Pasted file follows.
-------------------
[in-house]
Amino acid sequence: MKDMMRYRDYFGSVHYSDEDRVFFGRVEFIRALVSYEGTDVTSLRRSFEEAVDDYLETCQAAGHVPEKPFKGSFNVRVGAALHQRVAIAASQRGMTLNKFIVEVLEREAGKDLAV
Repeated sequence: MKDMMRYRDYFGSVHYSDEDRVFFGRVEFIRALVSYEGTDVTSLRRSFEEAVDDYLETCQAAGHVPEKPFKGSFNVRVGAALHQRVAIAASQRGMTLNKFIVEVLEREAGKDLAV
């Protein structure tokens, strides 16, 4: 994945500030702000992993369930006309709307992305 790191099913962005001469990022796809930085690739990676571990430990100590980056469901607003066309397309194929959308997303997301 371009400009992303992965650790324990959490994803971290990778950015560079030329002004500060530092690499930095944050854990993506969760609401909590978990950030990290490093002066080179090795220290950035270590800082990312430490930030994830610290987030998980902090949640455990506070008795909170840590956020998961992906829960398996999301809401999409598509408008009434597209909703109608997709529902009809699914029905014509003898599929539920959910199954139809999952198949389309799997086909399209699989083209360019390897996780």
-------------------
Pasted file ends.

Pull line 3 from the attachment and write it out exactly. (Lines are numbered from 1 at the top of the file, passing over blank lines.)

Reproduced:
Repeated sequence: MKDMMRYRDYFGSVHYSDEDRVFFGRVEFIRALVSYEGTDVTSLRRSFEEAVDDYLETCQAAGHVPEKPFKGSFNVRVGAALHQRVAIAASQRGMTLNKFIVEVLEREAGKDLAV